1.1 BACKGROUND OF THE STUDY
The recent global financial crisis, which had its roots in the banking sector, highlighted, except from the existing regulatory gaps, the lack of proper and efficient internal audit functions within the banking institutions in order to mitigate the resulting negative effects. The burst of the credit crunch and the following financial recession resulted in the dramatic increase of bank frauds all over the world, a fact that strengthened the need for the implementation of internal audit techniques.
Moreover, the internal audit function plays a crucial role in the ongoing maintenance and assessment of a bank’s internal control, risk management and governance policies thus, adding value and assisting in the achievement of the management’s goals.
In the intermediation, banks mobilize savings from the surplus units of the economy and channel these to the deficit units, particularly private business enterprises for the purpose of expanding their productive capacity (Adeyemo, 2012). Levi (2001), asserts that corporate financial scandals in the USA such as Enron and Tyco debacles send shockwaves in the corporate world, regulatory authorities, audit fraternity and the economic world society at large. These have led to the erosion of investor confidence in the financial markets.
The incidence of fraud and misappropriation of funds in recent time poses a threat accounting profession because of its perennial nature. This has resulted to questions as to whether accountants actually play any significant role towards the attainment of accountability and prevention of fraud especially that which is currently happening in our major or key financial institutions.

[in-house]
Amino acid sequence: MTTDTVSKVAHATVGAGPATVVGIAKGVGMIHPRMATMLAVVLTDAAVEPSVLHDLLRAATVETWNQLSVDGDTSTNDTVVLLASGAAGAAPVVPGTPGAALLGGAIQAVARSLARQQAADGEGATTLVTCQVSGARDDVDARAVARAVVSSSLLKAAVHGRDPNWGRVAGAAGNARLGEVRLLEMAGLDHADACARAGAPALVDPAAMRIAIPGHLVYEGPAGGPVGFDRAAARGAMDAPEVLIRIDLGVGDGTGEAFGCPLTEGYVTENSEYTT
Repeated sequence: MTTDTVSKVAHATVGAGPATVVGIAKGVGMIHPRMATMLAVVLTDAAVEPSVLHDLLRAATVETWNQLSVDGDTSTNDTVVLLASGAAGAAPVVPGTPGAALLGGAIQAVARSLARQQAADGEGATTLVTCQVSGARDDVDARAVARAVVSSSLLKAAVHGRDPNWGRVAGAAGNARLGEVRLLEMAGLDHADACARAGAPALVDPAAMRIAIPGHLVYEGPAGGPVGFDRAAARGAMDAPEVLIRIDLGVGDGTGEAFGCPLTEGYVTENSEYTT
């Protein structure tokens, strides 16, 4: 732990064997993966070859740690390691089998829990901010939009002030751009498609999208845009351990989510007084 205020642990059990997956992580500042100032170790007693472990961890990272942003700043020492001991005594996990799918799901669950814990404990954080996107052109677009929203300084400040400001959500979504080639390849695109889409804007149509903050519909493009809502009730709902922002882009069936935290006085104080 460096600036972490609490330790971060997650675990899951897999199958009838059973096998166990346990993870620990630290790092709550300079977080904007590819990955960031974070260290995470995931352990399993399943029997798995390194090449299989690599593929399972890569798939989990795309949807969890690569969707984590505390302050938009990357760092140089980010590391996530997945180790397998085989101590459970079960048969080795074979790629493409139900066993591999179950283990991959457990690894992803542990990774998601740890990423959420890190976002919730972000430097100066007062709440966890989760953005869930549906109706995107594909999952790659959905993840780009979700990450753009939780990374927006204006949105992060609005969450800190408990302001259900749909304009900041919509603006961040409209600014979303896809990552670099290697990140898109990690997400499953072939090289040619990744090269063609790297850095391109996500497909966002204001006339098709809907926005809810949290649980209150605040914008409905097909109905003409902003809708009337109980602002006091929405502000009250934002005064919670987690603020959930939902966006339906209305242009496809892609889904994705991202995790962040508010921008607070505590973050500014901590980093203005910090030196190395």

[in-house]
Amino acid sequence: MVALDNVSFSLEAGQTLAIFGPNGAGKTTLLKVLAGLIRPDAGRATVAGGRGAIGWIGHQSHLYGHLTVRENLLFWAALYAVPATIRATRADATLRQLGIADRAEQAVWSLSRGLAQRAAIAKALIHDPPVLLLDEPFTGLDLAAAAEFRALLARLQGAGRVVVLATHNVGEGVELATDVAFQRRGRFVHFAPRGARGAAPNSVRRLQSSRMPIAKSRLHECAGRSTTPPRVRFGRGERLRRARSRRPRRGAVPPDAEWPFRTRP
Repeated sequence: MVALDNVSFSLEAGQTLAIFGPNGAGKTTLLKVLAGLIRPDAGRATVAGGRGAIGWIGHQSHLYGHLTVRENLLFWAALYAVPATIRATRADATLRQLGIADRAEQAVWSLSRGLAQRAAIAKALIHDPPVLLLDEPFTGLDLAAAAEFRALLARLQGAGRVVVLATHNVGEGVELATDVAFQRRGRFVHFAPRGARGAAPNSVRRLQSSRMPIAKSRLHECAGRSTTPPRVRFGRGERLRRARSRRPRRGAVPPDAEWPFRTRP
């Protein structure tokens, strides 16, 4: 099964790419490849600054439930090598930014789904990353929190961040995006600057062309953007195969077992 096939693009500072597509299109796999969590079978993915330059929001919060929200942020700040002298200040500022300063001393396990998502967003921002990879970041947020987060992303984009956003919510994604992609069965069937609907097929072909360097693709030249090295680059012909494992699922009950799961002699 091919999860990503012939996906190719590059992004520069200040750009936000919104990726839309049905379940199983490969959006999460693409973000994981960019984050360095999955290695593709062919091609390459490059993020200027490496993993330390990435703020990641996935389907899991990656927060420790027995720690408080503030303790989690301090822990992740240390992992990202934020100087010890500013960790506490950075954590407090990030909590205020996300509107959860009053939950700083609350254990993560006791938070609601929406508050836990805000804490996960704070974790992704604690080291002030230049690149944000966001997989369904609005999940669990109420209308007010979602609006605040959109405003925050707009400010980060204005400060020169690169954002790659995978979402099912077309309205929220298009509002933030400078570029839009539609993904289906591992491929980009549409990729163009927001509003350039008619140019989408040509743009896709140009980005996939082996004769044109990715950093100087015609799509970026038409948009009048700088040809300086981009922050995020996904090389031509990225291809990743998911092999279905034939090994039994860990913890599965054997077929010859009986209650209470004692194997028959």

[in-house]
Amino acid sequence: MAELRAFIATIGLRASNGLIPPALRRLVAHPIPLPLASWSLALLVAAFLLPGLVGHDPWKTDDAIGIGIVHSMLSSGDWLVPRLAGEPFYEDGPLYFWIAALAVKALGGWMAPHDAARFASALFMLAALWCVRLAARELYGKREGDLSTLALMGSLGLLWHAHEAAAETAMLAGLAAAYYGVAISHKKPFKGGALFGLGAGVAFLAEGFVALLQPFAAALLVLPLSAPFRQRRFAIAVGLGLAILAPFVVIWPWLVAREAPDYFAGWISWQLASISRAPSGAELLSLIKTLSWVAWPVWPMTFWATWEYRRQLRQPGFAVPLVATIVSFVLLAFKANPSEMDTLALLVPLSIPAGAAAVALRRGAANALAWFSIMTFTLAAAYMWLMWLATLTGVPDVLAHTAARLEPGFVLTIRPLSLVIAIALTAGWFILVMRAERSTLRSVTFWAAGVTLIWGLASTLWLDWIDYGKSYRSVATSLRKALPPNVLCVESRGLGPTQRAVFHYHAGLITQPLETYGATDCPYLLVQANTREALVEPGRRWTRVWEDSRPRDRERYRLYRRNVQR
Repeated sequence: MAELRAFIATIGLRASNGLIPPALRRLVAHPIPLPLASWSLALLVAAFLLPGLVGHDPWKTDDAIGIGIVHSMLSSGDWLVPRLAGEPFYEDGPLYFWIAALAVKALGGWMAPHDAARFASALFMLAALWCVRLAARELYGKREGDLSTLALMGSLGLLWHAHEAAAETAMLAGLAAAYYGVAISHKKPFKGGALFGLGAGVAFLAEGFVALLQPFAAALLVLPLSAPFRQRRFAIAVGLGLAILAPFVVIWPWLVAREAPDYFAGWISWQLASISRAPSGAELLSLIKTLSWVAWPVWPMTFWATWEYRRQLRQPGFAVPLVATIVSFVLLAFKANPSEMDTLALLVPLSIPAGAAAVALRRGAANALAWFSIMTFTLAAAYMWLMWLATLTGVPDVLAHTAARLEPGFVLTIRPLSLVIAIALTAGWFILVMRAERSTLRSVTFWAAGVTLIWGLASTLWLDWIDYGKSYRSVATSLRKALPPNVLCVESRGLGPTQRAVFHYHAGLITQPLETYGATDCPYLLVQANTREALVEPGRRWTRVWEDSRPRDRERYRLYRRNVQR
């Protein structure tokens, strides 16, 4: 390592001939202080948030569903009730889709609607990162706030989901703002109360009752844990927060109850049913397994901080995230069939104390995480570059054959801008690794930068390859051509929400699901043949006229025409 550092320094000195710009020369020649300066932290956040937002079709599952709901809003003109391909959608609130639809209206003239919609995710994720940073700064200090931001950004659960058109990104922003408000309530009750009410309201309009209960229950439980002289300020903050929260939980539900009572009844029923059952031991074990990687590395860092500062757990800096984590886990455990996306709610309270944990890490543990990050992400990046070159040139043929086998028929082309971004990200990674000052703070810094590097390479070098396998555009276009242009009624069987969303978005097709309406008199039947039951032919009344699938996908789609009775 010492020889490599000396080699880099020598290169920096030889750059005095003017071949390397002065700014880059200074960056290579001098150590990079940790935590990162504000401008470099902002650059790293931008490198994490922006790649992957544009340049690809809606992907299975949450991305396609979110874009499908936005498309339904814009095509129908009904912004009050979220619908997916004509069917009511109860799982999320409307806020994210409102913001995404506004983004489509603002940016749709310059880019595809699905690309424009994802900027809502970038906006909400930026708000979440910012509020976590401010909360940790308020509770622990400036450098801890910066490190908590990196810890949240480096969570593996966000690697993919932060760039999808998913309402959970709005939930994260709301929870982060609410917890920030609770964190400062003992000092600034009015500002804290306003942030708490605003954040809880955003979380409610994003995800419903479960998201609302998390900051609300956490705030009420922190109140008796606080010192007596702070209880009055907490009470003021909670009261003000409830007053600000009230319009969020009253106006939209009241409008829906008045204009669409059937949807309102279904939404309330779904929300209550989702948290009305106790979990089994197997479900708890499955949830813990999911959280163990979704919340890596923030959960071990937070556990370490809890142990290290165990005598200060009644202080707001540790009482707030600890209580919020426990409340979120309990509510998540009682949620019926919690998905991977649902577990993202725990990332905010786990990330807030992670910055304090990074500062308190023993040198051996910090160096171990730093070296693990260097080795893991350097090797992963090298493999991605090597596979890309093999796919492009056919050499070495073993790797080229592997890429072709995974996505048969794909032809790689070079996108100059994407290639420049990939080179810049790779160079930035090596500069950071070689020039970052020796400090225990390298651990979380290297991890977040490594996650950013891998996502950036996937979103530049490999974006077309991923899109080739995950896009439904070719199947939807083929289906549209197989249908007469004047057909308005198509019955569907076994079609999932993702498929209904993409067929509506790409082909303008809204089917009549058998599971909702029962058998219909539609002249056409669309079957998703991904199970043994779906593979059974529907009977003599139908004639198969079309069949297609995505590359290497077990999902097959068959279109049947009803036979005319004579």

With an upsurge in financial accounting fraud in the current economic scenario experienced, financial accounting fraud detection has become an emerging topic of great importance for academic, research and industries. In this age of high technology, fraud investigators can no longer be satisfied with just auditing or accounting skills, these investigators should be trained as forensic accountants and this training should include an extensive knowledge of accounting information.
Fraud imposes numerous costs to organizations that experience it. The banks might suffer loss in terms of monetary, reputation, human capital as well as the exposure to the risk of bankruptcy. In a wider scope, fraud does not only threaten our country’s economic condition with the loss of investors and resources, but it is in fact endangers the serenity and political stability of the nation. Nevertheless, while banks are active in the quest to reduce costs of fraud, it is important to make sure that they do not immensely deteriorate the effectiveness of current functioning key fraud controls.
Having committed a large sum of funds and resources as a shareholder to financial institutions, the expectation is to generate a high level of profitability but this has been thwarted by the high index of fraud perpetrations in the industry. Financial statements produced can no longer be relied upon except audited.
1.2 STATEMENT OF THE PROBLEM
Fraud is a challenge in organizations regardless of which type. Research has shown that inability of assessing fraud risk with accuracy can cause fraud not being detected, also improper recording of financial statement have accounted for the rise of irregularities and some acts usually perpetrated by some staff and members of management in a financial institution (Olowookere, 2001).
Furthermore, despite the independence of auditors, fraud is still in the increase and most organizations has internal control system that checkmates the operations of the organization but fraud still exist within the organization. In order to protect our banking sector, it is crucial to examine the level of assessment of fraud risk with respect to financial statement audits.
1.3 OBJECTIVES OF THE STUDY